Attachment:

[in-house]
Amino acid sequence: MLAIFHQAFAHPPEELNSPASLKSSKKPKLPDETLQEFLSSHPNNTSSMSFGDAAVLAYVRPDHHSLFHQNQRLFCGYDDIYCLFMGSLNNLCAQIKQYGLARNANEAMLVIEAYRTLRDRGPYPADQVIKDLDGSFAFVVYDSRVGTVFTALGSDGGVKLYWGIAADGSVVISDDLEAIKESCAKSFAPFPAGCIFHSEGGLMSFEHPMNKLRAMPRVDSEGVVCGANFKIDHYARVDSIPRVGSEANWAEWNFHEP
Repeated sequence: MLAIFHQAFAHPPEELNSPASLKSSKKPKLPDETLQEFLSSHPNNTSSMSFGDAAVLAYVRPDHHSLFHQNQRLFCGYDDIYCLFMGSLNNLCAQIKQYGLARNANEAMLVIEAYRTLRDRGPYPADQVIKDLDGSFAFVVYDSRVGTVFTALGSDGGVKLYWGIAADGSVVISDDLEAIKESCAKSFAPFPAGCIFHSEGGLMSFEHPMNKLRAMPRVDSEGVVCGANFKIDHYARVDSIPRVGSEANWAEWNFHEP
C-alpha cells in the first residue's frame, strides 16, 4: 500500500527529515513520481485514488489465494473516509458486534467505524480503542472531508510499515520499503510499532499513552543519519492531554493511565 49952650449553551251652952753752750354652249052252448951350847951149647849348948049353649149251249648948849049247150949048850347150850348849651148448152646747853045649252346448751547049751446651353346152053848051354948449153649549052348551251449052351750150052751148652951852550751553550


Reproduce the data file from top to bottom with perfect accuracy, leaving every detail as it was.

[in-house]
Amino acid sequence: MLAIFHQAFAHPPEELNSPASLKSSKKPKLPDETLQEFLSSHPNNTSSMSFGDAAVLAYVRPDHHSLFHQNQRLFCGYDDIYCLFMGSLNNLCAQIKQYGLARNANEAMLVIEAYRTLRDRGPYPADQVIKDLDGSFAFVVYDSRVGTVFTALGSDGGVKLYWGIAADGSVVISDDLEAIKESCAKSFAPFPAGCIFHSEGGLMSFEHPMNKLRAMPRVDSEGVVCGANFKIDHYARVDSIPRVGSEANWAEWNFHEP
Repeated sequence: MLAIFHQAFAHPPEELNSPASLKSSKKPKLPDETLQEFLSSHPNNTSSMSFGDAAVLAYVRPDHHSLFHQNQRLFCGYDDIYCLFMGSLNNLCAQIKQYGLARNANEAMLVIEAYRTLRDRGPYPADQVIKDLDGSFAFVVYDSRVGTVFTALGSDGGVKLYWGIAADGSVVISDDLEAIKESCAKSFAPFPAGCIFHSEGGLMSFEHPMNKLRAMPRVDSEGVVCGANFKIDHYARVDSIPRVGSEANWAEWNFHEP
C-alpha cells in the first residue's frame, strides 16, 4: 500500500527529515513520481485514488489465494473516509458486534467505524480503542472531508510499515520499503510499532499513552543519519492531554493511565 49952650449553551251652952753752750354652249052252448951350847951149647849348948049353649149251249648948849049247150949048850347150850348849651148448152646747853045649252346448751547049751446651353346152053848051354948449153649549052348551251449052351750150052751148652951852550751553550